Tacitus on the reign of Claudius


These are the Tacitus set-texts on the reign of Claudius. 
Text in black is the Board's set text.  Text in light blue I have added.
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Tacitus, Annals, Books 11-12

Book 11

11.11 - ad48: the Secular Games and the arrival of Nero on the scene

It was during this consulship, in the 800th year after the foundation of Rome and the 64th since the games were celebrated by Augustus that Claudius held the Secular Games again. I will leave out any discussion of how the two emperors came to make their calculation; in any case I have discussed this thoroughly in my account of the reign of Domitian. He also put on secular games. In fact since I was honoured being a priest of the college of 15, and also praetor during that year, I was very much involved in these games. I do not say this to boast but because traditionally the administration of the games has always been part of the duty of the priestly college of 15, and especially the magistrates of the year.

Claudius was actually present when some young nobles performed the Troy Game on horseback. Among them were Britannicus, the emperor's son, and Lucius Domitius, soon afterwards to be adopted by Claudius and appointed his successor with the name of Nero. The obviously greater support given to Domitius was seen as a sign of the future. There was a well-known story that there had been snakes acting as guards during his childhood, a fantastic story probably modelled on stories from other lands. Nero, never one to be modest about himself, used to claim that only one snake was ever seen in his room.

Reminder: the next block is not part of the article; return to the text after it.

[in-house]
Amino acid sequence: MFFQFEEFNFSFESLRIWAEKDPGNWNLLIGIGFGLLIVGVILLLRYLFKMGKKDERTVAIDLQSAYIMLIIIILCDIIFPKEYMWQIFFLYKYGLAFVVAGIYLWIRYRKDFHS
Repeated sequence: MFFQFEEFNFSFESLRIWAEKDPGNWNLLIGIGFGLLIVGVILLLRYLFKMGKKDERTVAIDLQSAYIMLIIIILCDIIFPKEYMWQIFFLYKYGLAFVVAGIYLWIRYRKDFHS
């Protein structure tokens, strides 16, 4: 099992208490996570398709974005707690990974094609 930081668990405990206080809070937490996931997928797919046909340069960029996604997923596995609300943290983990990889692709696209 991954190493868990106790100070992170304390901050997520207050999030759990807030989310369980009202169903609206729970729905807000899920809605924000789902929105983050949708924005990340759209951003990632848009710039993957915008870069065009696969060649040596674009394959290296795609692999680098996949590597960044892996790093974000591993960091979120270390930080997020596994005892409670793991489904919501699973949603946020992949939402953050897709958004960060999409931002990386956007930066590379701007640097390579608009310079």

11.12 - Messalina persecutes Agrippina but becomes obsessed with Gaius Silius
The people’s memory of Germanicus certainly added to his popularity; he was after all his last remaining male descendant; the sympathy for his mother Agrippina was increased by the violent cruelty of Messalina towards her. Messalina was always her enemy, but was even more violent towards Agrippina at this time. She was only prevented from piling up false charges and accusations against her by a new passion which was close to madness. She had become so infatuated by Caius Silius, the most handsome of the young aristocrats, that she forced him to divorce Junia Silana, a noble woman, leaving him free for her alone. Silius knew this was both scandalous and dangerous; but to say no would have meant death and he had a small hope that they might avoid detection; equally the rewards were great. So he had the comfort of enjoying the present while waiting to see what happened. Messalina did not seem to care about secrecy; she went frequently to his house with a crowd of followers; when they went out she clung to his arm; she gave him many gifts, much wealth and honours; finally, as if handing over the empire, slaves, freedmen, and possessions all belonging to the emperor could be seen in the adulterer’s house.